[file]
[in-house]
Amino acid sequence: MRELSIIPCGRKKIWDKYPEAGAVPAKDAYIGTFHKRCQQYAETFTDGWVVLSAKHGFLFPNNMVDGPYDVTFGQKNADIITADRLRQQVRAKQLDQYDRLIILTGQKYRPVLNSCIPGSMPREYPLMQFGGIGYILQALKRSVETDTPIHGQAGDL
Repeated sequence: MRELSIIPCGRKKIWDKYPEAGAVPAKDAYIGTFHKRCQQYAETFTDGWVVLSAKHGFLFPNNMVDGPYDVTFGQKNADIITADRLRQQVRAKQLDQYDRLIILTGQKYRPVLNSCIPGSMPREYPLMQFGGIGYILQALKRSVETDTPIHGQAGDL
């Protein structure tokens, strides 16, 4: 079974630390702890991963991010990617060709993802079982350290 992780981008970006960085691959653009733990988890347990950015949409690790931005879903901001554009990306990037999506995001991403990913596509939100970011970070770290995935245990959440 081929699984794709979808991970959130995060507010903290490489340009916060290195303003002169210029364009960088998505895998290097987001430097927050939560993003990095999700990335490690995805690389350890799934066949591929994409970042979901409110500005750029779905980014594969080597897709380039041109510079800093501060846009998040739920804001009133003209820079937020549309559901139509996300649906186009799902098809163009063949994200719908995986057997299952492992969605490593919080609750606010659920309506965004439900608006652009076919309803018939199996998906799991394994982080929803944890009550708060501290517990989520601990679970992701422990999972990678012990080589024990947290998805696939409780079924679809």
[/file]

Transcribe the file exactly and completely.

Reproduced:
[in-house]
Amino acid sequence: MRELSIIPCGRKKIWDKYPEAGAVPAKDAYIGTFHKRCQQYAETFTDGWVVLSAKHGFLFPNNMVDGPYDVTFGQKNADIITADRLRQQVRAKQLDQYDRLIILTGQKYRPVLNSCIPGSMPREYPLMQFGGIGYILQALKRSVETDTPIHGQAGDL
Repeated sequence: MRELSIIPCGRKKIWDKYPEAGAVPAKDAYIGTFHKRCQQYAETFTDGWVVLSAKHGFLFPNNMVDGPYDVTFGQKNADIITADRLRQQVRAKQLDQYDRLIILTGQKYRPVLNSCIPGSMPREYPLMQFGGIGYILQALKRSVETDTPIHGQAGDL
């Protein structure tokens, strides 16, 4: 079974630390702890991963991010990617060709993802079982350290 992780981008970006960085691959653009733990988890347990950015949409690790931005879903901001554009990306990037999506995001991403990913596509939100970011970070770290995935245990959440 081929699984794709979808991970959130995060507010903290490489340009916060290195303003002169210029364009960088998505895998290097987001430097927050939560993003990095999700990335490690995805690389350890799934066949591929994409970042979901409110500005750029779905980014594969080597897709380039041109510079800093501060846009998040739920804001009133003209820079937020549309559901139509996300649906186009799902098809163009063949994200719908995986057997299952492992969605490593919080609750606010659920309506965004439900608006652009076919309803018939199996998906799991394994982080929803944890009550708060501290517990989520601990679970992701422990999972990678012990080589024990947290998805696939409780079924679809």